Tags: Greece | dollar | IMF | Friday

Where Is All the Growth Going to Come From?

Monday, 01 June 2015 11:36 AM Current | Bio | Archive

This Friday has the potential of becoming a really interesting day.

First, we will get the May U.S. employment report, which is expected to remain good with non-farm payrolls continuing to grow by about 200,000 or better, while average hours earnings could rebound from the weak 0.1 percent increase in April and the year-over-year increase of 2.2 percent probably to remain unchanged.

Second, we'll have the OPEC semi-annual meeting where Saudi Aria is expected to get what it wants, which is keeping the OPEC output target unchanged although there is still a sizable oversupply in the market, albeit smaller than where it was in November.

It's interesting to take notice the U.S. commercial oil stocks that don't include the strategic reserves are 22 percent higher than where they were a year ago. The Energy Information Administration's latest Short-Term Energy Outlook also reflects continued production growth in 2015 and 2016, albeit at a slower pace than in 2013 and 2014, with U.S. crude oil production in 2016 forecast to reach 9.2 million barrels per day, which is not supportive for the oil price but is supportive for the dollar.

Third, Greece has to make a payment to the International Monetary Fund of 300 million euros ($327 million) on June 5, which is only the first of four installments that are due to the IMF in June and that total 1.6 billion euros ($1.75 billion) while Greece has also 5.2 billion euros ($5.7 billion) in T-bills redemptions in June.

All this becomes really interesting when we see that Greek Prime Minister Alexis Tsipras accused the IMF, European Central Bank and European Commission for the Greek disaster/tragedy: "The lack of an agreement so far is not due to the supposed intransigent, uncompromising and incomprehensible Greek stance. It is due to the insistence of certain institutional actors on submitting absurd proposals . . . the issue of Greece does not only concern Greece; rather, it is the very epicenter of conflict between two diametrically opposing strategies concerning the future of European unification . . . Europe, therefore, is at a crossroads . . . the decision is now not in the hands of the institutions, which in any case — with the exception of the European Commission — are not elected and are not accountable to the people, but rather in the hands of Europe's leaders."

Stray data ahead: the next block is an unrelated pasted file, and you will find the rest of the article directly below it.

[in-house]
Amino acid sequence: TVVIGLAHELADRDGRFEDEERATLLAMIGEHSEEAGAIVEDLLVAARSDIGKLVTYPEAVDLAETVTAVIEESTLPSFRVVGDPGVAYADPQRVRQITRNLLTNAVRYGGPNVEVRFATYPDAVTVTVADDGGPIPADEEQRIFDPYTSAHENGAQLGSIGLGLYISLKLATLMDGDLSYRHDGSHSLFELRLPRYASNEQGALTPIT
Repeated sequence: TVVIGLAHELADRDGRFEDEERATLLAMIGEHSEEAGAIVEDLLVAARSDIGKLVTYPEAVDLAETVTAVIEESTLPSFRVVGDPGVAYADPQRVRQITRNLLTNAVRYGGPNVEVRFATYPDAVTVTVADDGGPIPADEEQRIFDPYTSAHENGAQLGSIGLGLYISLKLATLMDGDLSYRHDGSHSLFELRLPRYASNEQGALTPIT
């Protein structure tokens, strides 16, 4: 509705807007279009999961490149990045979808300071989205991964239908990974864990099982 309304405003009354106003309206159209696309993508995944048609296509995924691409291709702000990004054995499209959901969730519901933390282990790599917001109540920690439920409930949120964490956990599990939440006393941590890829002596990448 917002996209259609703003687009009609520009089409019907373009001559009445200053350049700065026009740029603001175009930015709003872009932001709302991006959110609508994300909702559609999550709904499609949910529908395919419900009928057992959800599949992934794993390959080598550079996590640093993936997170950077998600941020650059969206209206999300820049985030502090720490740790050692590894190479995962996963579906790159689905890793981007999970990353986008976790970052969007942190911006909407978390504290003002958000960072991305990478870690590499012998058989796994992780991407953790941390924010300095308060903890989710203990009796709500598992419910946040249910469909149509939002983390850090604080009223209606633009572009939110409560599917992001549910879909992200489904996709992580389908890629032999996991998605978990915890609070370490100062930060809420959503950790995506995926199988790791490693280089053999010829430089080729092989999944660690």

As an investor I'd take Tsipras words seriously because here we could have the real roots finally exposed for a "Grexident" or a "Grexit" at some point in time in the future. If that occurs, believe me, this could turn out being that feared catalyst for generating contagion beyond what many think is possible today. Let's hope it doesn't come to that.

In the meantime, deal or no deal, Greek bank deposits continue falling and are now back at their levels of 2005.

Besides all that, long-term investors would do well taking notice the OECD just reported international merchandise trade slowed sharply during the first quarter of 2015, with the G7 (Canada, France, Germany, Italy, Japan, the UK and the U.S.) and BRIICS (Brazil, Russia, India, Indonesia, China, South Africa) economies exports and imports (seasonally adjusted) declining by 7.1 percent and 9.5 percent, respectively, from the previous quarter.

And because there is still quite some optimism out there about investing now in the eurozone, maybe it would be helpful taking notice exports and imports fell sharply in Germany (by 8.6 percent and 8.2 percent, respectively), France (9.6 percent and 9.2 percent) and Italy (9.3 percent and 8.5 percent).

Yes, we could ask ourselves: "Where is all that so dearly hoped for growth going to come from?"

As a long-term investor, I'd prefer to keep it simple and remain for the major part in the U.S. and the dollar, for which the upward pressure remains well in place.

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This Friday has the potential of becoming a really interesting day.
Greece, dollar, IMF, Friday
Monday, 01 June 2015 11:36 AM
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